Diversity in Credit Union Charter Options Matters

Many participants see credit unions as having two operating options-either a federal license or a charter issued by one of the forty-five state authorities.  Within this second group is a small subset of approximately 100 cooperatively insured credit unions in ten states who are subject to only to their home state regulations.

Traditionally the choice of charter has been an important check and balance when a regulatory system, local or national, becomes unresponsive.   Charter conversions go both ways.  In 2023 there were 12 changes with nine state charters moving to FCU’s.

Traditionally state regulators and legislatures have been perceived as more accessible and responsive versus the federal system.  Some state FOM practices are less complex and  CUSO and other authorities more flexible.  For example, the majority of bank acquisitions have been by state-chartered credit unions.

A Multifaceted Charter Choice

But reality is not this simple binary selection. Operating options are more complex than either a state or federal charter.

In a CUSO magazine article summarizing NCUA’s yearend data, the writer pointed out several  of these other operating designations.

From the  December  2023 data summary: “NCUA reported that the number of federally insured credit unions (FICU) declined to 4,604—156 fewer than there were as of the fourth quarter of 2022.  Many of those may have come from low-income designation credit unions, whose numbers dropped by 129 from 2,612 in 2022 to 2,483 in 2023.

“Meanwhile, the number of “complex” FICUs—those with total assets over $500 million—increased by 5 to 714.”

These sub-classifications matter, as they grant additional authorities or impose different regulatory requirements.  Newly chartered credit unions have different reserving timeframes in their initial years.   NCUA will periodically update the status of Minority Depository Institutions (MDI’s) which it sees as a special class of charters.

Multiple Service Designations

In January of this year Callahans, using September 2023 data, published  a summary of three other “service designations.”   In their full analysis they showed how these operating authorities, low-income (LICU), community development (CDFI), and Juntos Avanzamos. will sometimes overlap.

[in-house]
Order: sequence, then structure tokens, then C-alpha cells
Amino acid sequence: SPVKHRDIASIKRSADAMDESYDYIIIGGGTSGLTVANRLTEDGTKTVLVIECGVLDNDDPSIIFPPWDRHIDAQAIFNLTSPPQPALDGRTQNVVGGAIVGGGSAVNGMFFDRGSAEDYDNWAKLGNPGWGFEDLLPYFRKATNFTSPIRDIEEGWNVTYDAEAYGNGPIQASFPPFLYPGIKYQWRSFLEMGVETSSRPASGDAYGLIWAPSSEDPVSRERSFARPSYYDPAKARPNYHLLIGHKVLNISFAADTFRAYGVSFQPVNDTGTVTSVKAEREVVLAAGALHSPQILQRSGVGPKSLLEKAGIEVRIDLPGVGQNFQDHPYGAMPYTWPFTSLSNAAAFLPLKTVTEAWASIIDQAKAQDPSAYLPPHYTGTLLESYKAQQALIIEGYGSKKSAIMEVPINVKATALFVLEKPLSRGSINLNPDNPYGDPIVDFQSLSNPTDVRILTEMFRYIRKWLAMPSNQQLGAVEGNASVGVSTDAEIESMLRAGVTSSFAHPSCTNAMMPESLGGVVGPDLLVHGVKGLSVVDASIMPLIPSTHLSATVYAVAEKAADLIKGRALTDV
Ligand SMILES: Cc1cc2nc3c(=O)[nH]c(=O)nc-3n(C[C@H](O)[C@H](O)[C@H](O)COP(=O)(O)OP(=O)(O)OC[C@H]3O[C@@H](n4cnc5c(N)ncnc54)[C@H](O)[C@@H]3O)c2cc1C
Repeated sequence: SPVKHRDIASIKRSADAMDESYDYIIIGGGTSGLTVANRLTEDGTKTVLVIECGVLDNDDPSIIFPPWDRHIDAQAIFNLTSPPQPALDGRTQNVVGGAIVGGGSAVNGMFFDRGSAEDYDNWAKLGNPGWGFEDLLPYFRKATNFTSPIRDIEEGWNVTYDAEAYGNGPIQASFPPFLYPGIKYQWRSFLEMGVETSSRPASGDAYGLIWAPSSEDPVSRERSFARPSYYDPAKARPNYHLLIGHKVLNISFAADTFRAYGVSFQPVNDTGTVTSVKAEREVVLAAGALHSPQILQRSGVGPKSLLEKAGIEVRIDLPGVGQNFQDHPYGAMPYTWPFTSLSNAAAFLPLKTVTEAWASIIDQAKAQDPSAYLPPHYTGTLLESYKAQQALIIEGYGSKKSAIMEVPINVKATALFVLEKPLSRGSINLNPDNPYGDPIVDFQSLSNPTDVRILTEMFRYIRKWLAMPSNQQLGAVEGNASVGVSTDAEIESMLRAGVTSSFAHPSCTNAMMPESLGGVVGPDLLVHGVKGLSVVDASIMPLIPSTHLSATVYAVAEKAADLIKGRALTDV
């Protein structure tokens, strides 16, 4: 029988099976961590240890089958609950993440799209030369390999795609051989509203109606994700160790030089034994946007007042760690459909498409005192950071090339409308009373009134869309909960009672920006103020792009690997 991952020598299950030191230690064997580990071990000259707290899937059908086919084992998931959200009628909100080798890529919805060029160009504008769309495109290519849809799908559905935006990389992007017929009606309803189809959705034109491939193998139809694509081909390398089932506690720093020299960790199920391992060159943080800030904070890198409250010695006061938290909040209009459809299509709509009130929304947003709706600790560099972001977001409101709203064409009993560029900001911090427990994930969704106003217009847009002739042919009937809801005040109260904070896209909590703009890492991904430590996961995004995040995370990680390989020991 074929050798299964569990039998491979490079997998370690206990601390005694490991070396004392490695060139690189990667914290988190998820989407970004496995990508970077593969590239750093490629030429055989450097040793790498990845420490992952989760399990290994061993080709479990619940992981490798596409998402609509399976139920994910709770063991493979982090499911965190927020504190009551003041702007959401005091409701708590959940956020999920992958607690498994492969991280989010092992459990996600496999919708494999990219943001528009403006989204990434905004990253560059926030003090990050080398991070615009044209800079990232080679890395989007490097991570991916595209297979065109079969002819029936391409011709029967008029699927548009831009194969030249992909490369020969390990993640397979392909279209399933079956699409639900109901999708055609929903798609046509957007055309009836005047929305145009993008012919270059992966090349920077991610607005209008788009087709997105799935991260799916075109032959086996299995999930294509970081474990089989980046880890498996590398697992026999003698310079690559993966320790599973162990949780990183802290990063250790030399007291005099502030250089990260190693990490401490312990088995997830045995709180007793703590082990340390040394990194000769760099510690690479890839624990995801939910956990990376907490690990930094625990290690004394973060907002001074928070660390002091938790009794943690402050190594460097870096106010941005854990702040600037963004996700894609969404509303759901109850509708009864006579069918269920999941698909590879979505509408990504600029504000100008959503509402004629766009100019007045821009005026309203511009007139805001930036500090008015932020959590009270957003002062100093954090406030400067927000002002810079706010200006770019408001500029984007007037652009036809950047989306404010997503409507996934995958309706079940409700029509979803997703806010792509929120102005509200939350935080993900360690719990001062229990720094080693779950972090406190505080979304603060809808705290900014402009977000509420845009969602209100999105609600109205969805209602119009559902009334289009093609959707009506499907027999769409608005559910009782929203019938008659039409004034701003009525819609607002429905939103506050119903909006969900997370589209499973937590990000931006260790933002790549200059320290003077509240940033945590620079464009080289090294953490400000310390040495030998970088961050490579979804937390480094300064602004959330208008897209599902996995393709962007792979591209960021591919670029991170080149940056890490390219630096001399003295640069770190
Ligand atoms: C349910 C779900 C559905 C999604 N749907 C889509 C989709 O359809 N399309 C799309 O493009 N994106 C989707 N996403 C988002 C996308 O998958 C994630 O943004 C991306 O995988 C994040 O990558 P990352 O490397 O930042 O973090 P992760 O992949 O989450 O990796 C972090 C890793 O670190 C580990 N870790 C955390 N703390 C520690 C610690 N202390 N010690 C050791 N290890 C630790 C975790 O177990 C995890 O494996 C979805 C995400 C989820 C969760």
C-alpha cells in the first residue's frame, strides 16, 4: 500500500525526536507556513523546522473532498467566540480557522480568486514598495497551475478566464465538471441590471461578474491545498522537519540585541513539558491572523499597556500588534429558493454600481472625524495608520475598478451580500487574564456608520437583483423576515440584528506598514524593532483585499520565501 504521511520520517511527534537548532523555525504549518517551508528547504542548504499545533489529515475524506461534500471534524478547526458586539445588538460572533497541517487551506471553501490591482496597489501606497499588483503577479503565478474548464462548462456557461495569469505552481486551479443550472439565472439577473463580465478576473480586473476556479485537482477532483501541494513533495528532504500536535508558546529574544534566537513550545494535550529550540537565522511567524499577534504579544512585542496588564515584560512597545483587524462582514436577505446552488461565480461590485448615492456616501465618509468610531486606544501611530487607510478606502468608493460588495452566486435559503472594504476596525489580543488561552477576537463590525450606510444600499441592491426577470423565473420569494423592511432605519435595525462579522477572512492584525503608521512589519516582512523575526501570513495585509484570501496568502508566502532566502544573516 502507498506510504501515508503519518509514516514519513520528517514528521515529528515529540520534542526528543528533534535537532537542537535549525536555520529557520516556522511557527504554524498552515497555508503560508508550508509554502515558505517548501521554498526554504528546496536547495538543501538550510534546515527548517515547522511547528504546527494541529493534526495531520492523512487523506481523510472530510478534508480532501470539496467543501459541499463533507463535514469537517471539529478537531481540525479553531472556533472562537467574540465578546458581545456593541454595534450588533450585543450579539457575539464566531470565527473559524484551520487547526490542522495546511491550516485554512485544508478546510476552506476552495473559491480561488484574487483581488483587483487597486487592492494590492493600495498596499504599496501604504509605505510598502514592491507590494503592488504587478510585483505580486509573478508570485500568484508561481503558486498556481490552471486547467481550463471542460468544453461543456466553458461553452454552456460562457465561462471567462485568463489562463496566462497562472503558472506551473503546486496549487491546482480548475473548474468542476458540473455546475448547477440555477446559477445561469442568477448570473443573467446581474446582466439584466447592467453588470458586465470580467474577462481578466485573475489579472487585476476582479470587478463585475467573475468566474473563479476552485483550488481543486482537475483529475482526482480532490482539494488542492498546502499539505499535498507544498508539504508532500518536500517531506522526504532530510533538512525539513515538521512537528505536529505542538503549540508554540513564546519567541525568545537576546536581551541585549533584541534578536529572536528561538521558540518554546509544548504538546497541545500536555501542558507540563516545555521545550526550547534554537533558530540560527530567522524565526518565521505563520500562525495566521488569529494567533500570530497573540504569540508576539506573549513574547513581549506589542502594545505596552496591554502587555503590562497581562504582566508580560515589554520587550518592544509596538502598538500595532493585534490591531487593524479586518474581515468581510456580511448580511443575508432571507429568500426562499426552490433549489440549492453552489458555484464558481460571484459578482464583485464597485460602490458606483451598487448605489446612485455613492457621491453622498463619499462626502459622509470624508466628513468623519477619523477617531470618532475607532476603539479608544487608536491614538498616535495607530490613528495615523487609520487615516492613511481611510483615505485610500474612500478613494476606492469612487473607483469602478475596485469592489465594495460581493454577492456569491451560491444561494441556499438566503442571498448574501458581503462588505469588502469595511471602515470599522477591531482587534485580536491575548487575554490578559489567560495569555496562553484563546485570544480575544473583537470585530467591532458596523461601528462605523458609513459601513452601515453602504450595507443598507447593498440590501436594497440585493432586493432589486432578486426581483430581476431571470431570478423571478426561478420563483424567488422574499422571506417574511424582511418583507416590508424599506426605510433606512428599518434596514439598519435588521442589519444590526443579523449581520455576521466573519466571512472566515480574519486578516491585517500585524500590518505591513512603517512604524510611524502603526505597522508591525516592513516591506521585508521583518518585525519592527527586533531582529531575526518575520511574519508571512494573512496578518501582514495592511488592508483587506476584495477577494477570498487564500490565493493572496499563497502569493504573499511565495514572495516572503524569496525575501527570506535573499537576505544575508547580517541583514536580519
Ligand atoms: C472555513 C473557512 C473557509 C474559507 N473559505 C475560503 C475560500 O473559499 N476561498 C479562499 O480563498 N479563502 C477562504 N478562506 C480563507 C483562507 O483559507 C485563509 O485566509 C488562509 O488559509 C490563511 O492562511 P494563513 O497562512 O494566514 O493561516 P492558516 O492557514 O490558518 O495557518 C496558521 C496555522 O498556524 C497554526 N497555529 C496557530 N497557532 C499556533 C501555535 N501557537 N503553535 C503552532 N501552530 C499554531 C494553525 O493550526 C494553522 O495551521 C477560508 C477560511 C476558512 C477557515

Source:  Callahan & Associates, Peer Suite

The report states 56% of credit unions have at least one designation.  Th e most common is NCUA’s LICU held by 55% of all credit unions.  The other two designations require certifications. Hence only 9.1% of credit unions are CDFIs and just 2.7% are part of the Juntos Avanzamos network.

The LICU Advantage

The LICU status is by far the most popular and important classification. The status is assigned by NCUA to a credit union in which a majority of its membership qualifies as low-income as defined in Section 701.34 of NCUA Rules and Regulations.

The potential operational advantages include accepting non-member deposits, offering secondary capital accounts,  qualifying for exceptions from the member business lending cap, and participating in NCUA’s Community Development Revolving Loan Program.

The Callahan article points out that the 2,590 LICU’s range in size “from less than $100,000 (Holy Trinity Baptist FCU, $25,899, Philadelphia, PA) to more than $20 billion (Golden 1 Credit Union, $20.5B, Sacramento, CA).  In the $1B-$10B peer group, 60% are designated as a LICU.”

Of the 432 CDFI-certified credit unions which can access grants from the CDFI Fund, 95% are also LICU’s.

The pervasiveness of the LICU designation has been a focus for groups who oppose credit unions. One critical study by the Tax Foundation expressed the following opinion of the low income designation  in a January 30, 2024 article,   After 90 Years, It’s Time to Wean Credit Unions of Taxpayer  Subsidies:

“More than half of all credit unions have been designated “low-income” institutions, a meaningless term. This designation appears to be little more than a signaling device to allow credit unions (and NCUA) to claim they are serving underserved populations without having to provide any documentation to back it up. The Congressional Federal Credit Union, which serves members of Congress and their staff members, has been a low-income credit union since 2022. Members of Congress are “hardly low-income customers.” 

Diversity of Purpose and Operating Models

These charter variations create opportunities that a one-size-fits-all regulatory structure may not accommodate. Most credit unions were founded with a unique, and generally limited, field of membership that gave them a unique “persona.”  Over time most have moved far beyond this initial market identity.

As the evolution continues, the imperative of a unique identity becomes a challenge.  Business model and/or technical innovation are necessary but often not sufficient for competitive differentiation.

While much discussion of innovation focuses on technology or new partnerships, the option to modify a credit union’s organizational definition can be overlooked. Yet these choices may be more strategic in establishing a special market profile.  These designations are more than a brand; they are a commitment to a special expertise when serving members.

Other collaborative service networks besides those above have been or are being created.  These emerging organizations sponsor specialized products, virtual distribution options, innovative member services and even specialized support organizations such as Inclusiv (a CDFI) or the Global Alliance for Banking on Values.

The critical factor is choices of organizational design and networks.  The ability to draw upon many options, not just a single charter model, can help keep credit unions aligned with their member-owners changing circumstances.





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